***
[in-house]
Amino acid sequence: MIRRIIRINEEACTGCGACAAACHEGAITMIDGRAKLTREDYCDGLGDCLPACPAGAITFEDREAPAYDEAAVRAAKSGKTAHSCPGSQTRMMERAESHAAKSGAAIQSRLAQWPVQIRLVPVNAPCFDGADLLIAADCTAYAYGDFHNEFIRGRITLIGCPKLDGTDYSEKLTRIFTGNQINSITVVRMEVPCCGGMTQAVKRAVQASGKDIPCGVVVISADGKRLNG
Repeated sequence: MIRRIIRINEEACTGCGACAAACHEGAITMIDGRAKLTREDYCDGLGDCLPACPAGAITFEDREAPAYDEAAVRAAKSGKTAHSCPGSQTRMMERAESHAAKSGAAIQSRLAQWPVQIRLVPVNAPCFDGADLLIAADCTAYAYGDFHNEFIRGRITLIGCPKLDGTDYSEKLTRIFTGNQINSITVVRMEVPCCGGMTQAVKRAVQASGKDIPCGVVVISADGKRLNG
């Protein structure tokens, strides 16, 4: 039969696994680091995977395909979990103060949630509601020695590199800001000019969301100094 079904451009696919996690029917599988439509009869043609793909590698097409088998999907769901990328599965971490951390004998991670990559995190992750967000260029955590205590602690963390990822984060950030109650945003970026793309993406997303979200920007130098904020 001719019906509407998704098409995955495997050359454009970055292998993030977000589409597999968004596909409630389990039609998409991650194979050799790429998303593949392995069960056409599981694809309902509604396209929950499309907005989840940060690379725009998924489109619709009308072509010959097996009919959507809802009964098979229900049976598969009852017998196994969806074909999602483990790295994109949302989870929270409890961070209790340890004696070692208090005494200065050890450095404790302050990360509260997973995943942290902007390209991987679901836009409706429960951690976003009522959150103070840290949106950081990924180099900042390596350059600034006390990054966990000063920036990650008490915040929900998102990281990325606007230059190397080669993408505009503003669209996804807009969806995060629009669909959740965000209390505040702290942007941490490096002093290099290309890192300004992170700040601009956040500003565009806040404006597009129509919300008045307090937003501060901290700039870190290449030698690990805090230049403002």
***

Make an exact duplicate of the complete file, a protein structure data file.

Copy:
[in-house]
Amino acid sequence: MIRRIIRINEEACTGCGACAAACHEGAITMIDGRAKLTREDYCDGLGDCLPACPAGAITFEDREAPAYDEAAVRAAKSGKTAHSCPGSQTRMMERAESHAAKSGAAIQSRLAQWPVQIRLVPVNAPCFDGADLLIAADCTAYAYGDFHNEFIRGRITLIGCPKLDGTDYSEKLTRIFTGNQINSITVVRMEVPCCGGMTQAVKRAVQASGKDIPCGVVVISADGKRLNG
Repeated sequence: MIRRIIRINEEACTGCGACAAACHEGAITMIDGRAKLTREDYCDGLGDCLPACPAGAITFEDREAPAYDEAAVRAAKSGKTAHSCPGSQTRMMERAESHAAKSGAAIQSRLAQWPVQIRLVPVNAPCFDGADLLIAADCTAYAYGDFHNEFIRGRITLIGCPKLDGTDYSEKLTRIFTGNQINSITVVRMEVPCCGGMTQAVKRAVQASGKDIPCGVVVISADGKRLNG
């Protein structure tokens, strides 16, 4: 039969696994680091995977395909979990103060949630509601020695590199800001000019969301100094 079904451009696919996690029917599988439509009869043609793909590698097409088998999907769901990328599965971490951390004998991670990559995190992750967000260029955590205590602690963390990822984060950030109650945003970026793309993406997303979200920007130098904020 001719019906509407998704098409995955495997050359454009970055292998993030977000589409597999968004596909409630389990039609998409991650194979050799790429998303593949392995069960056409599981694809309902509604396209929950499309907005989840940060690379725009998924489109619709009308072509010959097996009919959507809802009964098979229900049976598969009852017998196994969806074909999602483990790295994109949302989870929270409890961070209790340890004696070692208090005494200065050890450095404790302050990360509260997973995943942290902007390209991987679901836009409706429960951690976003009522959150103070840290949106950081990924180099900042390596350059600034006390990054966990000063920036990650008490915040929900998102990281990325606007230059190397080669993408505009503003669209996804807009969806995060629009669909959740965000209390505040702290942007941490490096002093290099290309890192300004992170700040601009956040500003565009806040404006597009129509919300008045307090937003501060901290700039870190290449030698690990805090230049403002």